The Federal Trade Commission has filed a lawsuit against “Dr.” Lindsey Duncan for fraudulently promoting green coffee bean supplements as a magical weight-loss solution during his guest appearance at The Dr. Oz Show.
The self-proclaimed nutrition expert to the stars now owes $9 million damages for false and misleading marketing practices.
According to the FTC, when Mr. Lindsey was called by the Oz team and asked if he knew anything about the benefits of green coffee bean extract on weight loss, he said he did. He actually loved it, his PR team said, although none of his companies – Pure Health and Genesis Today – were selling that product.
Instead, within hours his companies began stockpiling green coffee bean supplements. Also, that evening, the team of The Doctor Oz Show sent Mr. Lindsey “very rough outline of the script” with the questions that Dr. Mehmet Oz was supposed to ask the nutritionist during the show as well as Dr. Oz’s initial phrases.
“You may think magic is make believe — but this bean (hold coffee bean) has scientists saying . . . they found the magic weight-loss cure for every body type. As a supplement, this miracle pill can burn fat fast!,”
Dr. Oz was expected to say about the weight-loss extract.
FTC also reported that Mr. Lindsey had edited the script and added a phrase that recommended viewers to search on-line for the ‘Pure Green Coffee Bean Capsules’ formula.
The producer of the show also asked Duncan whether he could recommend a brand of magical weight-loss bean supplements. He didn’t reply right away but ordered his employees to start selling on his purehealth100.com site the supplements. He also bought from Google a set of AdWords related to green coffee beans to make his site list on top of the search results list.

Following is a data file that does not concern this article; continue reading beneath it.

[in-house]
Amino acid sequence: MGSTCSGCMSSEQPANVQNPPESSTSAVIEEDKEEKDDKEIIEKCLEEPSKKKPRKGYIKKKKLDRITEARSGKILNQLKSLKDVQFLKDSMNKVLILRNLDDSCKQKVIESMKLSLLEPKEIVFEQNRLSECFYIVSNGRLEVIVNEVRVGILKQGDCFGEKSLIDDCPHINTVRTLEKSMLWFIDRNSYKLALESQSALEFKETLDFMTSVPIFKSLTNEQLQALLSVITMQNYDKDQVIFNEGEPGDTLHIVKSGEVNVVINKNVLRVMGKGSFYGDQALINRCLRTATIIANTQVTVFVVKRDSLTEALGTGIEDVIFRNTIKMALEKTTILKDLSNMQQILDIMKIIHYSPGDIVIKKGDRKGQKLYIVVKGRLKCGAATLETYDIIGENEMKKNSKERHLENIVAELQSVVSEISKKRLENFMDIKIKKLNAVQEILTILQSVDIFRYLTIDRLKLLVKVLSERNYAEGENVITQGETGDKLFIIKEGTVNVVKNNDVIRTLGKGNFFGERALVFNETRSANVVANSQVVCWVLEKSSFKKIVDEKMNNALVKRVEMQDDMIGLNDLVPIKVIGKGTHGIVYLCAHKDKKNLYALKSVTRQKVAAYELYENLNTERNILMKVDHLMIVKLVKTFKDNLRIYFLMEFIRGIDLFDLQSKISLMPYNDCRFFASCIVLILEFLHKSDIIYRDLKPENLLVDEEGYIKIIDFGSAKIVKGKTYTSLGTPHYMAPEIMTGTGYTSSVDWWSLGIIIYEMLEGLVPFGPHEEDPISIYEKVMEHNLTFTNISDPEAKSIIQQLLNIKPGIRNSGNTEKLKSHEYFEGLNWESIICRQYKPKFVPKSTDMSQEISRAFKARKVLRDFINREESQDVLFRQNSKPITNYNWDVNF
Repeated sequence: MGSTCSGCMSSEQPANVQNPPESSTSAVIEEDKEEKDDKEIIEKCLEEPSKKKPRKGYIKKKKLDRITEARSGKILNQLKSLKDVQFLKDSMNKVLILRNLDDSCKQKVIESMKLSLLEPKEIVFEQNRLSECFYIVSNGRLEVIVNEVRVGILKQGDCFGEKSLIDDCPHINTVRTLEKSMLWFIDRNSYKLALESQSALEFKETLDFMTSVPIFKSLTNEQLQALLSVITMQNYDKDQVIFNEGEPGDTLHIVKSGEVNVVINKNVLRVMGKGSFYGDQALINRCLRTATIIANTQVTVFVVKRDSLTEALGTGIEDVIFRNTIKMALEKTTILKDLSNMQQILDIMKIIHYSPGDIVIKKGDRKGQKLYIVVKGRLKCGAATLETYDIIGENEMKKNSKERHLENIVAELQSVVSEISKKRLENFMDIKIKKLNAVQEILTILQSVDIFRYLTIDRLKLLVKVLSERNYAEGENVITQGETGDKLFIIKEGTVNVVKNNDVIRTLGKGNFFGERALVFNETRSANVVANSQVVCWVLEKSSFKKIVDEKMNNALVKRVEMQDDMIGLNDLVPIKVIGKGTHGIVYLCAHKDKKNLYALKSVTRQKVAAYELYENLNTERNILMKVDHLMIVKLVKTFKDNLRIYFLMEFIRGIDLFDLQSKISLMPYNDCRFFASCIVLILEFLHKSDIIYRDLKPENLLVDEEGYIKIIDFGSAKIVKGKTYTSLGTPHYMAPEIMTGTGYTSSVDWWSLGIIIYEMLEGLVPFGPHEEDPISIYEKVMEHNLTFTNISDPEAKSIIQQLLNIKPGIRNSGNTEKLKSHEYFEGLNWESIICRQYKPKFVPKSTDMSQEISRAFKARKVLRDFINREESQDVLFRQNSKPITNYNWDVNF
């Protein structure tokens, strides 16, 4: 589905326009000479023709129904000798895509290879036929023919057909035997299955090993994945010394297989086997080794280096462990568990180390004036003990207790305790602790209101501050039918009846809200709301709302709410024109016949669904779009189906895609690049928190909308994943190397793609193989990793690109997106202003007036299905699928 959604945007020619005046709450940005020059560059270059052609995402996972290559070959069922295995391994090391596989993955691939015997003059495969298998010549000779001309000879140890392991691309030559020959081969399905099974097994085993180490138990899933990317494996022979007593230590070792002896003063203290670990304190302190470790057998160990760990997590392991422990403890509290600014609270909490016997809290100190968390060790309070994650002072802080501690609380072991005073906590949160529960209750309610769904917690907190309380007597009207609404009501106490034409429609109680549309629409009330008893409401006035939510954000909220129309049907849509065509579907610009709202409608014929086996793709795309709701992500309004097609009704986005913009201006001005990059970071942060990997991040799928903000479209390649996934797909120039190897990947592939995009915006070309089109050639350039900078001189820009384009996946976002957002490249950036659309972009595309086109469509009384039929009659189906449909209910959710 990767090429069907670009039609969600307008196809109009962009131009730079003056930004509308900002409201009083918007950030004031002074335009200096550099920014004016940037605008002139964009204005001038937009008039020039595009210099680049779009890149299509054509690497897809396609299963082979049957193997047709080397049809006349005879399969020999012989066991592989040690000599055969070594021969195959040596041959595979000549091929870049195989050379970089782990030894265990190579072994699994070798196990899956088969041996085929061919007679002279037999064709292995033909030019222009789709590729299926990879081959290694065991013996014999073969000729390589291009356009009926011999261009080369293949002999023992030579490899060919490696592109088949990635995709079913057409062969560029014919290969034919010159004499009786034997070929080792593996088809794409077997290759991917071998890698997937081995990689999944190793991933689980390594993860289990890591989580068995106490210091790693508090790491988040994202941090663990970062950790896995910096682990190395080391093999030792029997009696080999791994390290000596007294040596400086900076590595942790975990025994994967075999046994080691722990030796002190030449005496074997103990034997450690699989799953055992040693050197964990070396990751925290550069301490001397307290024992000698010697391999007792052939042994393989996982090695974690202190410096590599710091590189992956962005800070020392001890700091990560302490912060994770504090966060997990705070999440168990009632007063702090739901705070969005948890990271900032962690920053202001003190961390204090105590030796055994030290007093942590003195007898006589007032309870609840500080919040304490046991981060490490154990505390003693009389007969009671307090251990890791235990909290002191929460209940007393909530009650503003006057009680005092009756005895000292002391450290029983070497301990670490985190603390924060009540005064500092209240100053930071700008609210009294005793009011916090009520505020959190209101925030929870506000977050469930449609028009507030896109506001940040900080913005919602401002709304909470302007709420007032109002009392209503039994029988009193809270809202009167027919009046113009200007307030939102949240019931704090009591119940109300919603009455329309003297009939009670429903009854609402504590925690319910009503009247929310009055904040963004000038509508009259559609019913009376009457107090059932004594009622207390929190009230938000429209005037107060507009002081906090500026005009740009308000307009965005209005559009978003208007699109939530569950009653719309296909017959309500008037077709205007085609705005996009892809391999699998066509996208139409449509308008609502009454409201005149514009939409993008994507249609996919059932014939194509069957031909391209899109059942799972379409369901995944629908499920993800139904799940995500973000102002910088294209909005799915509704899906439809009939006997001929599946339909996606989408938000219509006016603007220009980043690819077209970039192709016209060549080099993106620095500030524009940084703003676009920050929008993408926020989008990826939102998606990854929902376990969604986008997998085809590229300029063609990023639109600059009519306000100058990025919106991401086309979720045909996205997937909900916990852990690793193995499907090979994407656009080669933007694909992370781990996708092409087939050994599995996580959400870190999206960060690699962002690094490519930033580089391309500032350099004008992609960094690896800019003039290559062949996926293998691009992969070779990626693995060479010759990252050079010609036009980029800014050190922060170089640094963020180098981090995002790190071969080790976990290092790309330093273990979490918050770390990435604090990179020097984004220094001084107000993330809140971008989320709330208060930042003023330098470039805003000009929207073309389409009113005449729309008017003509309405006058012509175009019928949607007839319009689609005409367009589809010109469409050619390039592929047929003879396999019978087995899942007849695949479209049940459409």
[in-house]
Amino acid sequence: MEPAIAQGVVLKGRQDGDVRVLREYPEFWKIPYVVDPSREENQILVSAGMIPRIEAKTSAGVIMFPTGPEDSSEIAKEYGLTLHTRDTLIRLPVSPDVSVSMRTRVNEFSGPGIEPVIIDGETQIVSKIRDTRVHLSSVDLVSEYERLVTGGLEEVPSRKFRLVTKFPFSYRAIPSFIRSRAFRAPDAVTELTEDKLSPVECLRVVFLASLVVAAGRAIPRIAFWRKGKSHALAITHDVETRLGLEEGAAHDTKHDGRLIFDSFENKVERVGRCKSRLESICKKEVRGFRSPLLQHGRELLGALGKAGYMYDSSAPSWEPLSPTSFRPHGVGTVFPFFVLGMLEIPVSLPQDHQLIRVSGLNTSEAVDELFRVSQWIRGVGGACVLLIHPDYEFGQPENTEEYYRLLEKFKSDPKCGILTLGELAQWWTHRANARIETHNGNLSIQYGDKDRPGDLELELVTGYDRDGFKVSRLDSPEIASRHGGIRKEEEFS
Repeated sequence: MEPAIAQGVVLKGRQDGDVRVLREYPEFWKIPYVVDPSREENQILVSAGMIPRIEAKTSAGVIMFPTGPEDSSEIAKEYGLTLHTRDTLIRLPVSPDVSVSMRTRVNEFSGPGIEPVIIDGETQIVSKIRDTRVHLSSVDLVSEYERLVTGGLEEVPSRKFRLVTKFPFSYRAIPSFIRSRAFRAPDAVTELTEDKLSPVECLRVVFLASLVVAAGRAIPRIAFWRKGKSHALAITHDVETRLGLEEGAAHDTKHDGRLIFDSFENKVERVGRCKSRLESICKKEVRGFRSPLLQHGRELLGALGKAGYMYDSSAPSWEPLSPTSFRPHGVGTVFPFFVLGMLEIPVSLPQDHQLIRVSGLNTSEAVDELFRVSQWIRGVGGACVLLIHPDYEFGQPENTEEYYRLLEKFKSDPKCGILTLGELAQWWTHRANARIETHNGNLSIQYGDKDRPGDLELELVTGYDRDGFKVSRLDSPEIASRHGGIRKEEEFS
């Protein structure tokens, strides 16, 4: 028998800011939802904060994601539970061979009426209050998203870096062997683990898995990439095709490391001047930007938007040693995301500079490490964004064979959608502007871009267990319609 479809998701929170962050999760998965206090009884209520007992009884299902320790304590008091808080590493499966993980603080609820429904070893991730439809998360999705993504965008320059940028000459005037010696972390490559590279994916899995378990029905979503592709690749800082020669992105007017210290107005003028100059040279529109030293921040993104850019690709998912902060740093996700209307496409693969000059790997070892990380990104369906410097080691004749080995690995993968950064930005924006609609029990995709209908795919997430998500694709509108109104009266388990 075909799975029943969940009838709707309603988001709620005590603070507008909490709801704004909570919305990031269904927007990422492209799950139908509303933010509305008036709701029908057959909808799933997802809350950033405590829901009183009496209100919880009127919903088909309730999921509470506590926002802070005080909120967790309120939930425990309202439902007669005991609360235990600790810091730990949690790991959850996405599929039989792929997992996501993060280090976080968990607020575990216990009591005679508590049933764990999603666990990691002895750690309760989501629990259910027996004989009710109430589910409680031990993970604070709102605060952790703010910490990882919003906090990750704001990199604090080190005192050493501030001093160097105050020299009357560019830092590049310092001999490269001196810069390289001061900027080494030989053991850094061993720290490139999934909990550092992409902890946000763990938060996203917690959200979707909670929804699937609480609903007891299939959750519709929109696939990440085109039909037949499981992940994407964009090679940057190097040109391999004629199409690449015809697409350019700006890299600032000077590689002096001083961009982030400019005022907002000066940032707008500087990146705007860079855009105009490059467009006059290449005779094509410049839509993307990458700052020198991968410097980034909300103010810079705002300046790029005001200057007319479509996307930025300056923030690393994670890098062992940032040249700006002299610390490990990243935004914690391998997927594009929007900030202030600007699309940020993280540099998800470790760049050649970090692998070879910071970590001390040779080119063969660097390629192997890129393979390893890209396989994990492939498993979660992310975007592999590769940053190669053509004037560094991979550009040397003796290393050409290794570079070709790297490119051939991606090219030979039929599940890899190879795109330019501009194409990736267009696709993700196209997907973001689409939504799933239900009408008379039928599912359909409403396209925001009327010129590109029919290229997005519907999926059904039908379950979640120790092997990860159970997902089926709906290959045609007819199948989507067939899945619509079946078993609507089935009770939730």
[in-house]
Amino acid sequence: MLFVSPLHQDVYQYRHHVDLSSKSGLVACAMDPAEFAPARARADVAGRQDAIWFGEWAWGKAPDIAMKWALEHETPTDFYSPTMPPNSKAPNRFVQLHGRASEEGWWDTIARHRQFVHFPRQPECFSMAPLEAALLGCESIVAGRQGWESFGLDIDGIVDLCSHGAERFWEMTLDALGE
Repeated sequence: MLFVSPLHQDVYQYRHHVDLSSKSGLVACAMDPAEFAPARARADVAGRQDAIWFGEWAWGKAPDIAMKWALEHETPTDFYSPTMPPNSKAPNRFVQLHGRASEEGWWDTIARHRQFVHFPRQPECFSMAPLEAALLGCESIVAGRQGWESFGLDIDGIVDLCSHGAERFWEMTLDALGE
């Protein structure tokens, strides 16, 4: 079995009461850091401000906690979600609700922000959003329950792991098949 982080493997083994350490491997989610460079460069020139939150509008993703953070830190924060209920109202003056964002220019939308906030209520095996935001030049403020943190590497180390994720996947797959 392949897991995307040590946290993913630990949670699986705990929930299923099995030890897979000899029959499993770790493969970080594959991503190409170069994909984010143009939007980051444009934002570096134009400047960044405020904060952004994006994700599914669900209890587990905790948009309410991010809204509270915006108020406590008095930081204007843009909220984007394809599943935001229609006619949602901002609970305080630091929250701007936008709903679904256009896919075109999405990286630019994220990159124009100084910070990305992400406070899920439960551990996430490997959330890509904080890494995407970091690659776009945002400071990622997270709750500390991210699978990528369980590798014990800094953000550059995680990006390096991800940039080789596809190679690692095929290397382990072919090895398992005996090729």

The next day, he called the show’s producer and told him that he had done some research and the one Company that pops up selling a pill or supplement was www.purehealth100.com.
After his TV appearance, Mr. Lindsey wrote Walmart an e-mail to persuade it to buy his supplements. In the e-mail he said that the had just left a taping at the show that day in which he unveiled to millions of U.S. viewers a magical weight-loss supplement.
You are probably aware of the ‘Oz Effect,’ this will be the Oz Effect on steroids!,”
Mr. Lindsey also wrote in the e-mail.
As a result, the Ozz effect brought his companies a total revenue of $50-million.
Dr. Oz’s team denied any involvement by saying that they had no idea that Mr. Lindsey’s was promoting a scam.
Image Source: Healthy Living for Moms